The burr under my saddle
By Murray Voth
There are days that I think that I have the best job in the world.
In the process of training and coaching automotive shop owners, I get to work with some of the smartest, most interesting, hardest working people I know. My company brings the information and the encouragement, and my clients do the heavy lifting. The feedback is rewarding as well – more time to spend with family, marriage relationships mended, time away from the shop on vacation, financial stability. And, to repeat a very common comment, I love what I am learning, I love the accountability, but I wish I had heard about this 25 years ago.
Automotive shop management training has been around for at least 40 years and yet it seems like only 10% of shop owners ever take management training. I use 10% as an estimate, based on comments I’ve heard in discussion with other management trainers, who run into the same resistance – it’s probably the most common topic we bat around at conferences. But I admit I can relate: I took a while, too, to break down and take training back in the ’80s. After all, I had “free” training from the oil company. But I guess you get what you pay for.
The most common excuses I hear are, “ I don’t have time,” or “I don’t have the money right now.” In some cases those are legitimate, but all too often I think owners are covering up a number of other reasons.
And I think the biggest is fear.
But wait a minute: you are able to sit in a machine made of welded tubes, with a 10,000 horsepower bomb between your legs, and shoot down a quarter- mile track at 300 mph, and you are afraid to come to a meeting? As my friend said in my last column, shop owners are stubborn and terrified when it comes to the thought of taking training.
Here are four theories I am working with. I look forward to all of you either proving them right, or disproving them.
1. Some shop owners are too smart for their own good. They are intelligent, with fantastic memories, hard-working problem solvers, and know how to make money. In other words, they are competent. But here is the problem: they have to do it all themselves; they can’t, won’t, don’t train anyone else to share the load. They last about 15 years, and then burn out. They are exhausted by the customers, by the business problems, by the staff, and by suppliers, and can never get away, or have a break. Taking training to them implies they are not competent.
2. For many automotive technicians turned shop owners, especially those from my generation or younger, school is a bad memory. They had trouble reading or with math, and they had trouble fitting into the academic setting, so they gravitated to shop class. That is where they felt comfortable; this they understood, and this is where they felt smart. Why in the world they ask themselves to voluntarily put themselves back into school, a place that they ran away from as soon as they could? I know a guy who is so smart, he can rebuild an automatic transmission (which can consist of over 500 distinct parts) without a manual, and it works perfectly when installed in the car. Yet he is stressed about learning how to read an income statement or business composite that may have 30 lines in it. It’s not about intelligence; it’s about your own perception of your own intelligence that gets in the way.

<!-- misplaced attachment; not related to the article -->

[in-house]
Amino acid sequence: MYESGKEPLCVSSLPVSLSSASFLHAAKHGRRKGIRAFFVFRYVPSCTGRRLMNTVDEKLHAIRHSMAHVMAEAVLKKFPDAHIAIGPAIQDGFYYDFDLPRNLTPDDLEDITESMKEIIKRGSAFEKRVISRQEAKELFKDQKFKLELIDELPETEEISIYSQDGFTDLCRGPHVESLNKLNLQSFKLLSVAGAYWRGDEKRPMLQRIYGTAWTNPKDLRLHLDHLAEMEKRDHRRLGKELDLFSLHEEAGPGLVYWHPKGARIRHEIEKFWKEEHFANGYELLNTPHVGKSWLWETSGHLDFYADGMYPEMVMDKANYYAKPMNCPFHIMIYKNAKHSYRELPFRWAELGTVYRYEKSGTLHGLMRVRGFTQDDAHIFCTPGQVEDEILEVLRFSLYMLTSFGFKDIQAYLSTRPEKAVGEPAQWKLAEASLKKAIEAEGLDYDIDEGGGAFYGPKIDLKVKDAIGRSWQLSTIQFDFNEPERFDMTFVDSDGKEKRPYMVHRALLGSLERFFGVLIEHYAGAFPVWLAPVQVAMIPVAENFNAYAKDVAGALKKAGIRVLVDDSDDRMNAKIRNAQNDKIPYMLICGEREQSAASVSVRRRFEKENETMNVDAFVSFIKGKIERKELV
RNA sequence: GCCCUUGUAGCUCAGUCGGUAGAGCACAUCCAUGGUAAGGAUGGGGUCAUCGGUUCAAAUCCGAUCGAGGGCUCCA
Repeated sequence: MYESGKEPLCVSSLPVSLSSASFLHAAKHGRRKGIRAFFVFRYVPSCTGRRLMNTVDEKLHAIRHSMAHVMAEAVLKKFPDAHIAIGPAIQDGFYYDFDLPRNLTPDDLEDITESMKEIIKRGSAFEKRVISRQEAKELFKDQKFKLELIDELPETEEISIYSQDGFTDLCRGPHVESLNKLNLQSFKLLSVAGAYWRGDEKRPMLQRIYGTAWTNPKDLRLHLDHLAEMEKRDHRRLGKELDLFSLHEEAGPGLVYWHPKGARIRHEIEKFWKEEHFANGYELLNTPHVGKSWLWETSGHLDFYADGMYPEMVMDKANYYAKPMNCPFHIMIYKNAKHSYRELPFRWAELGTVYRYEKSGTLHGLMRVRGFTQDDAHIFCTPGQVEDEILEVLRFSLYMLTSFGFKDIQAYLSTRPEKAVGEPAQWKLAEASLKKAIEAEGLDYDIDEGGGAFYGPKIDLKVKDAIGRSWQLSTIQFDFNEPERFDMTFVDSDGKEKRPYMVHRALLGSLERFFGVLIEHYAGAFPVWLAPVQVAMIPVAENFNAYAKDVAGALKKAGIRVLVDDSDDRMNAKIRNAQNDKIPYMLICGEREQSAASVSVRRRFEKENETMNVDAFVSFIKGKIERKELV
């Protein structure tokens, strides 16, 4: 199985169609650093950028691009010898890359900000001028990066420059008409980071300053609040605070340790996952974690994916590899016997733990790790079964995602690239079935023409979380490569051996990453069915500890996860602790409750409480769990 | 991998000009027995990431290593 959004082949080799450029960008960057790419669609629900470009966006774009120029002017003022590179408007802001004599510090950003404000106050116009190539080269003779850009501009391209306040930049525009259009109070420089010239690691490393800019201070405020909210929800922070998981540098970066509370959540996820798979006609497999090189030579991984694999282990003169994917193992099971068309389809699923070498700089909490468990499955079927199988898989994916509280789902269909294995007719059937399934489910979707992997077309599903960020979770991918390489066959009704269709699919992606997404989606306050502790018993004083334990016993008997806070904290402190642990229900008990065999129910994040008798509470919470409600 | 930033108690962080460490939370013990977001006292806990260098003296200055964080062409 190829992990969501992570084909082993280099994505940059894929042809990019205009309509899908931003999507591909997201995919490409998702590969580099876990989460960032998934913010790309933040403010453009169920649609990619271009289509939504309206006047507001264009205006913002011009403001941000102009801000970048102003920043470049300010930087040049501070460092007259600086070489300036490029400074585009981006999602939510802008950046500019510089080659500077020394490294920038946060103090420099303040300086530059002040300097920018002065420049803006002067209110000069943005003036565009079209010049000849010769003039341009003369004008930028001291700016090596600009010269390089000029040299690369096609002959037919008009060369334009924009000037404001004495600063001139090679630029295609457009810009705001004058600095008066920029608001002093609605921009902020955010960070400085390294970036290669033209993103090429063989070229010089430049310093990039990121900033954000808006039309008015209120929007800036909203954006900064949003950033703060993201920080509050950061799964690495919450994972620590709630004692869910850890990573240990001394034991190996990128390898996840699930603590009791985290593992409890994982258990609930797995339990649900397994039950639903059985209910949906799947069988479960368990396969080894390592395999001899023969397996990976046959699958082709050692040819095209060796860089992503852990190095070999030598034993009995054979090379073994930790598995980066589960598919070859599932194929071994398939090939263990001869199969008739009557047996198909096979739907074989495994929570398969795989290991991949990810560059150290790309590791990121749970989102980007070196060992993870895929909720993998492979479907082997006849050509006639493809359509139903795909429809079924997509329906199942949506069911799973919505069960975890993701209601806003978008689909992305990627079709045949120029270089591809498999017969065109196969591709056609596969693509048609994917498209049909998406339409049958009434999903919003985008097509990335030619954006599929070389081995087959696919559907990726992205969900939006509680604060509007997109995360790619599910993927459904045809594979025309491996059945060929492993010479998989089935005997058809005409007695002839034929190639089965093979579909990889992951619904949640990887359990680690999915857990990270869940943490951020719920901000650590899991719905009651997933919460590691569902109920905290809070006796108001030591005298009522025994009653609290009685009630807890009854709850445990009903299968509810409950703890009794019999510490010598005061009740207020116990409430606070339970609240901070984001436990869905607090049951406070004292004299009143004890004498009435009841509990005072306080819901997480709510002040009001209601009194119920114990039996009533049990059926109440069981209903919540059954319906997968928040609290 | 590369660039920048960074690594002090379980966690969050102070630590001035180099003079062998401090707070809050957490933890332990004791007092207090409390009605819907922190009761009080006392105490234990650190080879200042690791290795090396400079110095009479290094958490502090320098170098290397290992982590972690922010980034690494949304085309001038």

3. There is this thing called cognitive dissonance. One definition of this phrase is that humans are unable to hold two opposing thoughts in their brain at the same time. So here is how it works with shop owners, especially ones that have been in business for a long time: “I’ve been in business for 25 years and it never gets better. I have tried everything I can think of. If I have not been able to figure out a better way to do this in 25 years; no one can.” Their brain cannot admit that after 25 years there is something they haven’t tried. Or the reverse is also true: “I am too afraid to find out that there is a better way to do this after 25 years of trying. If I take training, I am admitting that I am a failure.”
4. They tried management training and had a bad experience. The trainer they had was a high-pressure slick sales person, who just wanted to teach them high-pressure slimy sales practices. Or the trainer they had was highly inspirational, but there was no substance to the training, no practical handholds to take back and work on. Maybe the trainer was a very negative, high-pressure, make-you-feel-guilty type of trainer. Or maybe the trainer was knowledgeable, patient, encouraging, and good at their job.
Change is hard; changing behaviours and attitudes is even harder. I think that some shop owners know how hard it is and just settle for good enough. But rather than come in on a regular basis to learn how to make changes a little at a time, they make broad statements like, “That would never work in my shop, my town, or with my customers or with my staff.”
My heart rejoices every day with the wins, large and small, my clients create in their businesses. Yet my heart breaks at least weekly when I hear someone turn down an opportunity to learn how to make their shop and their lives better.
Thank you to all who have taken a risk with me! The rewards are mutual. Next column should have more training than ranting, but you never know what burr is going to get under my saddle.